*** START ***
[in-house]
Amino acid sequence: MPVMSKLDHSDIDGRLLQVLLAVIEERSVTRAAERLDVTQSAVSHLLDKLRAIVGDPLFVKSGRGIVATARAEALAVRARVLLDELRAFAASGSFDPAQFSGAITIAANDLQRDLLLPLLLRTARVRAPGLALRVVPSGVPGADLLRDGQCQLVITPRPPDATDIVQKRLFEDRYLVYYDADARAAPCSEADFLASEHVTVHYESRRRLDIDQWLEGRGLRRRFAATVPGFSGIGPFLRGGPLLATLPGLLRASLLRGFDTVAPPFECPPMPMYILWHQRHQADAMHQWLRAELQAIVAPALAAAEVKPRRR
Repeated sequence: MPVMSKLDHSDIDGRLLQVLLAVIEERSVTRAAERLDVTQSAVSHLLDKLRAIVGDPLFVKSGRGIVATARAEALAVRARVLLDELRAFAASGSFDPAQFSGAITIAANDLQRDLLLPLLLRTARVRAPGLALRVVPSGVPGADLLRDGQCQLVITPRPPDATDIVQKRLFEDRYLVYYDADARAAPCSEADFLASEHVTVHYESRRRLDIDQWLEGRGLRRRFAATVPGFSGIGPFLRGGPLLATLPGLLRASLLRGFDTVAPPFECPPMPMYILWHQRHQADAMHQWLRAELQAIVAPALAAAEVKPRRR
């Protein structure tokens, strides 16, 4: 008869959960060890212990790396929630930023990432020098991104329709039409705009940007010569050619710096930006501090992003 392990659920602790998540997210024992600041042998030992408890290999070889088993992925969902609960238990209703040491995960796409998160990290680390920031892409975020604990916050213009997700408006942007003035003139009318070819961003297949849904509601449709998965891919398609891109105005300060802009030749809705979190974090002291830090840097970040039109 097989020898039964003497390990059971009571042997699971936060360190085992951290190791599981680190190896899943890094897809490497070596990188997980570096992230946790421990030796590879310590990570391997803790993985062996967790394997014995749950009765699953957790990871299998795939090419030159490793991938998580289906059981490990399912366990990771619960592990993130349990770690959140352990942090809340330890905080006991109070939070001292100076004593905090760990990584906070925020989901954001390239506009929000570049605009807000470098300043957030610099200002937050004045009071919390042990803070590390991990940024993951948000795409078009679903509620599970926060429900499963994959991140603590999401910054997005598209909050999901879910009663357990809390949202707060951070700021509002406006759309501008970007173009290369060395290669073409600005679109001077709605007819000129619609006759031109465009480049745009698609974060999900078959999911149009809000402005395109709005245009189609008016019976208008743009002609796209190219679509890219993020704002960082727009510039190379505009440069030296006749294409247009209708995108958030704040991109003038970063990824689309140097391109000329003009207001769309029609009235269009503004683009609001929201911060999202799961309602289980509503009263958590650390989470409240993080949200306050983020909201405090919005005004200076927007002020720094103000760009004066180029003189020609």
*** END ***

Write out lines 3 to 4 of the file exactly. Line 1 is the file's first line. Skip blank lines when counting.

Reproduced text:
Repeated sequence: MPVMSKLDHSDIDGRLLQVLLAVIEERSVTRAAERLDVTQSAVSHLLDKLRAIVGDPLFVKSGRGIVATARAEALAVRARVLLDELRAFAASGSFDPAQFSGAITIAANDLQRDLLLPLLLRTARVRAPGLALRVVPSGVPGADLLRDGQCQLVITPRPPDATDIVQKRLFEDRYLVYYDADARAAPCSEADFLASEHVTVHYESRRRLDIDQWLEGRGLRRRFAATVPGFSGIGPFLRGGPLLATLPGLLRASLLRGFDTVAPPFECPPMPMYILWHQRHQADAMHQWLRAELQAIVAPALAAAEVKPRRR
């Protein structure tokens, strides 16, 4: 008869959960060890212990790396929630930023990432020098991104329709039409705009940007010569050619710096930006501090992003 392990659920602790998540997210024992600041042998030992408890290999070889088993992925969902609960238990209703040491995960796409998160990290680390920031892409975020604990916050213009997700408006942007003035003139009318070819961003297949849904509601449709998965891919398609891109105005300060802009030749809705979190974090002291830090840097970040039109 097989020898039964003497390990059971009571042997699971936060360190085992951290190791599981680190190896899943890094897809490497070596990188997980570096992230946790421990030796590879310590990570391997803790993985062996967790394997014995749950009765699953957790990871299998795939090419030159490793991938998580289906059981490990399912366990990771619960592990993130349990770690959140352990942090809340330890905080006991109070939070001292100076004593905090760990990584906070925020989901954001390239506009929000570049605009807000470098300043957030610099200002937050004045009071919390042990803070590390991990940024993951948000795409078009679903509620599970926060429900499963994959991140603590999401910054997005598209909050999901879910009663357990809390949202707060951070700021509002406006759309501008970007173009290369060395290669073409600005679109001077709605007819000129619609006759031109465009480049745009698609974060999900078959999911149009809000402005395109709005245009189609008016019976208008743009002609796209190219679509890219993020704002960082727009510039190379505009440069030296006749294409247009209708995108958030704040991109003038970063990824689309140097391109000329003009207001769309029609009235269009503004683009609001929201911060999202799961309602289980509503009263958590650390989470409240993080949200306050983020909201405090919005005004200076927007002020720094103000760009004066180029003189020609």